I don’t want to discourage youngsters from dreaming of the NHL, but I do think that the parents wanting to “build hockey players” should take a reality check.

The idea of “kids having fun bringing down the league” is just ridiculous. These are kids not robots. Kids like to have fun. It may be that kids not taking the game as seriously as others are bringing down the quality of play in the league. But just because someone is less athletically gifted or doesn’t have the time commitment necessary to play rep hockey doesn’t mean he shouldn’t be allowed to play at all.

The anti-contact camp noted registration has increased since contact has ceased. This should be the ultimate goal and is hard to argue against, but I wonder if this is true across all age groups.

I still feel the many rough-and-tumble kids that just love a bit of physical combat, and those who do have aspirations of higher levels of hockey should have a contact option. If some sort of system could be created that had an optional contact division, or co-ed noncontact, or a more open and comprehensive rec league, we all may be better off.

Neil Cosco

Whitehorse

Get local stories you won't find anywhere else right to your inbox.
Sign up here

Just Posted

Fines for contravening the fire ban start at $1,150 and could go as high as $100,000. File photo
Yukon campgrounds will open on May 1 this year. (Black Press file)
Yukon campgrounds to open early

Yukon campgrounds will open on May 1 this year. The early opening… Continue reading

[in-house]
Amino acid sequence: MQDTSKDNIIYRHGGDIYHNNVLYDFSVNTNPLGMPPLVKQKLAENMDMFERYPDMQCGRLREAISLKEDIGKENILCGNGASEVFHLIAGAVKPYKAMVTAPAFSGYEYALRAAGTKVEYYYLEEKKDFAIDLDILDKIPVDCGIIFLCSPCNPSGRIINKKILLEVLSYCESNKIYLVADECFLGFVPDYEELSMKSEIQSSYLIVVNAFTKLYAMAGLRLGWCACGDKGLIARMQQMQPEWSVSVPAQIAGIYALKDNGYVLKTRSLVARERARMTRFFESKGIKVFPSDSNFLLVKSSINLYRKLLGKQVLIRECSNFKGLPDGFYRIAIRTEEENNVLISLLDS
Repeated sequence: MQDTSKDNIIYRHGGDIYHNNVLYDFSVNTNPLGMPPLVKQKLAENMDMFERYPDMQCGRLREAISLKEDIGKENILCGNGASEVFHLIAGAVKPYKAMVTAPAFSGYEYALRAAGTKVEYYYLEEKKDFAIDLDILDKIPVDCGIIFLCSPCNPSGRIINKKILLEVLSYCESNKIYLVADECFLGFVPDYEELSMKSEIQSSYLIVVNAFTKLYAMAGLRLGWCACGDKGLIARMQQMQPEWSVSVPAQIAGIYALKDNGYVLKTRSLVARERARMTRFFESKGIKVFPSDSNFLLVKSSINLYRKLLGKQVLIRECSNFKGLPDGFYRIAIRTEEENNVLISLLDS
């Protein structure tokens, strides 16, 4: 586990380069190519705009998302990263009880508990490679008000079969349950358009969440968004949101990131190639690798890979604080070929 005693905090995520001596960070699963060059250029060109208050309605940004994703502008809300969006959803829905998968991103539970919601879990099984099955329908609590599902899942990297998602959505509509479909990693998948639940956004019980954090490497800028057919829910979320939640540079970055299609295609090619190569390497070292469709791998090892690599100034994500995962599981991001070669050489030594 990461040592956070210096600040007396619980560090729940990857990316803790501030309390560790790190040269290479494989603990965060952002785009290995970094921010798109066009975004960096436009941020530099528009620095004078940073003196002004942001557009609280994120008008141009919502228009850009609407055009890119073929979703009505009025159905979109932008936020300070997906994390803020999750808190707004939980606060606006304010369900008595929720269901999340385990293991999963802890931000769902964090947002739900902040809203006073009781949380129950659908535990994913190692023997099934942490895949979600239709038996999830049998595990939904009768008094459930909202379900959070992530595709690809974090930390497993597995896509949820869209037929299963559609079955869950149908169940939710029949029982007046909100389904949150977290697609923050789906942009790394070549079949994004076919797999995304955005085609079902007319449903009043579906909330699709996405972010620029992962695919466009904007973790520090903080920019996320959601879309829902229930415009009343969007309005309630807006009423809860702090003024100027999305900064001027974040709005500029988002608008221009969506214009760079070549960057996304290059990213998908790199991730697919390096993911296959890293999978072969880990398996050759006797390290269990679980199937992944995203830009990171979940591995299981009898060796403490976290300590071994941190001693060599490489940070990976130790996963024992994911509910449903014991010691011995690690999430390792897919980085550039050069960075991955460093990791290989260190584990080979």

Whitehorse Chamber of Commerce executive director Susan Guatto and program manager Andrei Samson outside the chamber office in downtown Whitehorse Feb. 23. (Stephanie Waddell, Yukon News)
When business models shift

Whitehorse chamber offers digital marketing workshop

Yukonomist Keith Halliday
Yukonomist: The aesthetics and economics of highway strips

One of the many cultural experiences you enjoy while driving from Whitehorse… Continue reading

Submitted
Artwork by Grade 2 student Faith showing her thanks for everyone.
Artwork by Grade 2 student Faith showing her thanks for everyone. (Submitted)
Yukon kids express gratitude for nature, pets and friends in art campaign

More than 50 children submitted artwork featuring things they are grateful for

Team Yukon skip Laura Eby, left, directs her team as Team Northern Ontario skip Krysta Burns looks on at the Scotties Tournament of Hearts in Calgary on Feb. 22. (Jeff McIntosh/CP)
Team Yukon reports positive experience at Scotties

Team Yukon played their final game at the national championship in Calgary on Thursday afternoon